Nazarbayev Shuns 'Latin American' Example

ASTANA, Kazakhstan -- Kazakh President Nursultan Nazarbayev said in an interview Friday that he had no intention of following an example set by some Latin American states and nationalizing his country's booming energy sector.

Lying on some of the world's biggest oil reserves, Kazakhstan has sought to build up its presence in the energy sector, alarming foreign investors and sparking talk among Kazakhstan-watchers about resource nationalism.

Nazarbayev said he had no desire to turn to tactics used by some nations in Latin America such as Venezuela to squeeze foreign companies any further.

"First of all, Kazakhstan has no desire to nationalize any assets like in Latin America," he said. "Kazakhstan does not want to nationalize or take anything away from anyone."

Fresh from a bitter dispute with Western oil majors over the huge Kashagan oil field, Kazakhstan has long threatened to use tough measures if any foreign investor broke legislation or contractual obligations.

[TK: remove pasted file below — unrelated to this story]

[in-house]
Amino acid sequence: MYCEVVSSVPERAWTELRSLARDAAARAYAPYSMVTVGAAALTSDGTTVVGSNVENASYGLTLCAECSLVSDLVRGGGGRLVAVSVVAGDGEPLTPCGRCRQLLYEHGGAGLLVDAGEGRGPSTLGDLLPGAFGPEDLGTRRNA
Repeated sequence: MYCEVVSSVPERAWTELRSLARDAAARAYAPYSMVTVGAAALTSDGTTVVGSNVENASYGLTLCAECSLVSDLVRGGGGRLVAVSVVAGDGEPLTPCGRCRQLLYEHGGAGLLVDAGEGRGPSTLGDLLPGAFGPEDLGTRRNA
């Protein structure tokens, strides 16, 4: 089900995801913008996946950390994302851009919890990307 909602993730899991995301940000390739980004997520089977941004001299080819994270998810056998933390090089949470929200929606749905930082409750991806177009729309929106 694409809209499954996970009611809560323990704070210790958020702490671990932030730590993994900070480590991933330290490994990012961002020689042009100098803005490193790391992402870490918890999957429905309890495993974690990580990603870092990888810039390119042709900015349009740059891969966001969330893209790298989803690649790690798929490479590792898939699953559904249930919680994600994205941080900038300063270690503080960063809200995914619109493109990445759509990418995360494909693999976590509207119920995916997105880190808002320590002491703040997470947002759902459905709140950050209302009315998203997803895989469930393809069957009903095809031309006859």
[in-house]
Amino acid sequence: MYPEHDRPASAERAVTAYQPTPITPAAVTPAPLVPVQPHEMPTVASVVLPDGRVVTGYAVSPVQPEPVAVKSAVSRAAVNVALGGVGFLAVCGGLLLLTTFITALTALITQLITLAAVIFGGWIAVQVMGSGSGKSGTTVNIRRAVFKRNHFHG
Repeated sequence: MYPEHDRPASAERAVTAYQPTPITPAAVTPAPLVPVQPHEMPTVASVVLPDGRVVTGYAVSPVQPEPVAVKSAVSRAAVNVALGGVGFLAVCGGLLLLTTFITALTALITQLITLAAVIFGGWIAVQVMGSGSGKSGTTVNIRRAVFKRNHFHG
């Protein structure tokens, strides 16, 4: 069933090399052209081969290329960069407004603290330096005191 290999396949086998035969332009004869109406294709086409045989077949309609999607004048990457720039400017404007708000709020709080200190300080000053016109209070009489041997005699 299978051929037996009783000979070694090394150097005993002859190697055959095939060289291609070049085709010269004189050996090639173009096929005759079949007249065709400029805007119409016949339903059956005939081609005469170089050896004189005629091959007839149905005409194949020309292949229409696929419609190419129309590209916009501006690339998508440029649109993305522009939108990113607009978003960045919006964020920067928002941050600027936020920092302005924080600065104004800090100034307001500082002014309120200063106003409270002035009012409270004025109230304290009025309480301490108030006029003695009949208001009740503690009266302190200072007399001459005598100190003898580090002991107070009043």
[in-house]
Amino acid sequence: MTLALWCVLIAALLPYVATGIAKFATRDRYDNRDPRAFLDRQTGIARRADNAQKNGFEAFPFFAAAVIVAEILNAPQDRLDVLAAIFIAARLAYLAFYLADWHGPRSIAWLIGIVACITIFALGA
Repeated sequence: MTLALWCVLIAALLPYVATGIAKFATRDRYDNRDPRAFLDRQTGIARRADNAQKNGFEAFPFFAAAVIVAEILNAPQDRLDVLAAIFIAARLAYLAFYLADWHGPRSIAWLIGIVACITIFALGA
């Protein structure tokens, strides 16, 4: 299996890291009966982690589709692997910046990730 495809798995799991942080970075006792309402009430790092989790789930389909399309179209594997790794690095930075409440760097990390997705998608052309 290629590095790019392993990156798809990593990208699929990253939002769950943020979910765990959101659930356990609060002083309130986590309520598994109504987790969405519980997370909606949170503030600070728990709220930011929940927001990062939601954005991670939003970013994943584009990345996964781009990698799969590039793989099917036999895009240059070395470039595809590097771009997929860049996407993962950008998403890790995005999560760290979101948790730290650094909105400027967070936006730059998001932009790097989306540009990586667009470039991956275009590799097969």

Following months of tough negotiations, Kazakhstan's government stripped Italy's Eni of its leading role in Kashagan, the world's top oil find in three decades, and doubled its own stake.

But Nazarbayev sought to reassure investors, calling the Kashagan dispute unique because of specific issues around the project's management.

Nazarbayev also ruled out state support for the country's beleaguered banking sector, saying it was already recovering from problems linked to the global credit crunch.

He said the credit squeeze was "a blessing" because it offered an opportunity to modernize the sector and set new rules.